Is Iraq Worse than Vietnam?

Some thought on Ross Douthat’s latest assessment.

By Daniel W. Drezner, Professor of International Politics at the Fletcher School

There’s been a lot of navel-gazing this month on the 20th anniversary of the U.S.-led invasion of Iraq. With a few self-interested exceptions, the consensus among policymakers and pundits is that the war was a horrible mistake: one of the biggest, costliest miscues in the history of American foreign policy. 

I don’t disagree with that assessment in the main, but Ross Douthat’s New York Timesnewsletter on the topic did give me some pause. Like me (and like most Americans at the time), Douthat initially supported the invasion but soured on it quickly. Looking back, Douthat’s conclusion is not just that the war was a disaster, but that it was worse than Vietnam: 

Today there’s a stronger case for seeing Iraq as a more epochal disaster. In American domestic life the Vietnam effect was more of a fever, whereas the Iraq effect seems like a wasting or relapsing disease. The war’s influence has percolated inside other social crises, like the opioid epidemic, that have become more visible and destructive over time. Its lingering effects have made the body politic more susceptible to left-wing radicalism and right-wing demagogy, while contributing to a persistent mood of pessimism and disappointment that’s then been exacerbated by other forces (social media, the coronavirus pandemic). 

So a few things. First, when it comes to, say, trust in institutions, Vietnam was just as bad as Iraq in its effects. Second, while I share Douthat’s concerns about the polarization of the American public, Iraq seems like a small pebble compared to the other shocks to the system. There were bigger exogenous shocks (like the 2008 financial crisis) after Iraq and longer-running political trends (like the increase in economic inequality and rising levels of partisan sorting) that predate Iraq. 

The domestic political effects are noy my primary interest in Douthat’s column, however. It’s the discussion of international effects that caught my eye:

It is in the effect on America’s global position that the costs of the Iraq war really keep compounding. It’s now clear that not just the war alone but its ever-spreading secondary consequences — which included our futile overinvestment in Afghanistan, fatefully cast as the “good war” by many Democrats opposed to the Iraq invasion — kept us tied us down during critical years of geopolitical realignment, making it hard to even think about, let alone cope with the revival of Russian power and the rise of China to superpower status….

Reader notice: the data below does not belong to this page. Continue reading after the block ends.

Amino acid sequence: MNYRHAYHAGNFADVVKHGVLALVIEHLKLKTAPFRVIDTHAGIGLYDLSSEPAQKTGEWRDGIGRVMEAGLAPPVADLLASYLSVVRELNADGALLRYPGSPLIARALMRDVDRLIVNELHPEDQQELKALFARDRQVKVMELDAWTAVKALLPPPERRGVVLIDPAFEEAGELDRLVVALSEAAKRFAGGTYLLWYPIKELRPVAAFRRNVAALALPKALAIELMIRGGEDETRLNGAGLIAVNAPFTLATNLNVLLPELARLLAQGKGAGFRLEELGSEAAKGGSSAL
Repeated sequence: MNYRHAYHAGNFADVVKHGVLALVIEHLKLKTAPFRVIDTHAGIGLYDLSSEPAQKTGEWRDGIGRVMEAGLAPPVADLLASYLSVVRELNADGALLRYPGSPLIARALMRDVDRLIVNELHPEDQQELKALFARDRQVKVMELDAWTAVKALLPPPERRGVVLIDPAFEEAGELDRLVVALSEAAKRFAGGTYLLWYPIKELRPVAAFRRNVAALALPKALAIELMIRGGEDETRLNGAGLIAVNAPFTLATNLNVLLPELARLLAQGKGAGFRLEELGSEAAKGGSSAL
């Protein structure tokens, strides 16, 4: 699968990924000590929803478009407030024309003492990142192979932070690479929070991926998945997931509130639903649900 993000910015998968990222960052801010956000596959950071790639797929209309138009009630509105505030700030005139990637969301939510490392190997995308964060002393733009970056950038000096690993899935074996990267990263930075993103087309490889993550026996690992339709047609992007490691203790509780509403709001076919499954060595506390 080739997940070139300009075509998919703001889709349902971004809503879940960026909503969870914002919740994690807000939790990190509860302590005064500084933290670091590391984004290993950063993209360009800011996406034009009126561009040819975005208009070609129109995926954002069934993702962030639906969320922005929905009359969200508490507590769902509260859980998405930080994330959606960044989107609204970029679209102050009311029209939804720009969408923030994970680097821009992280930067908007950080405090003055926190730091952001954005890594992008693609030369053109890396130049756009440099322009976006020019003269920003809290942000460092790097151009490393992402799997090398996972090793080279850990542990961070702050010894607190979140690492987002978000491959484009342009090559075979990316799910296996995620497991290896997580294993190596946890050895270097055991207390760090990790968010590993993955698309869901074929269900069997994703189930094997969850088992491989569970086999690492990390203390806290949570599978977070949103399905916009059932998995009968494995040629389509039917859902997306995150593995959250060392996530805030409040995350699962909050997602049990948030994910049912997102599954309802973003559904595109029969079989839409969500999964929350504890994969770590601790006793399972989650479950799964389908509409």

Now return to the comparison between 2023 and our Reagan-era situation, barely a decade after the last helicopters left Saigon. By 1985, we had managed to separate China from Russia, the Soviet economy was faltering and Mikhail Gorbachev had just been elected general secretary of the Communist Party, with glasnost and the fall of the Berlin Wall just around the corner. Today, with Russia and China increasingly aligned together against us and Chinese influence increasing, we seem to be descending back into the kind of twilight struggle that in ’85 we were poised to finally transcend. So if Vietnam 20 years on looked like a disaster that in our strength we were able to absorb, a surmountable obstacle to American ascent, Iraq 20 years on looks more like our empire’s nemesis, full stop. 

Now this is a more potent argument, akin to David Edelstein’s argument in Over the Horizon that the United States focused too much on short-term threats in the 2000s, thereby ignoring the more serious threat of China’s rise. The Sino-Russian alignment is certainly a concerning one, although the latest Putin-Xi summit was less than meets the eye in terms of deliverables.

Douthat elides some history that suggests the situation might not be as dire as he suggests, however. The most obvious point is that in the wake of Vietnam, the Soviet Union badly overextended itself, intervening in multiple conflicts in the Global South that wound up draining resources from the Soviet economy. The most catastrophic Soviet move was its invasion of neighboring Afghanistan. It was in the aftermath of those movies that the USSR collapsed and U.S. hegemony dominated the globe for the next generation.

Fast-forward to now, and one could argue that Russia is certainly playing its same role again. Douthat asserts the, “all-but-certain influence of our final defeat in Afghanistan on Vladimir Putin’s decision to invade Ukraine.” I have my doubts about that argument. Even if one grants that premise, however, Russia’s invasion of Ukraine is proving to be far more costly to Russian power than its Afghanistan invasion. As Mark Galeotti put it in a book talk he gave at Fletcher last night, “20 years of military reform have been burned away in 20 weeks of war.” As for China, it’s still recovering from own-goals like its wolf warrior diplomacy and zero-Covid policies. In other words, U.S. retrenchment in both eras led U.S. adversaries to overreach in an even more catastrophic way. 

Douthat might still be proven correct, and either way Iraq was a debacle. It is always worth remembering, however, that sometimes U.S. mistakes beget mistakes by adversaries too eager to pounce. In other words, when it comes to great power screw-ups, the United States is hardly alone.

This post was republished from Drezner’s World.

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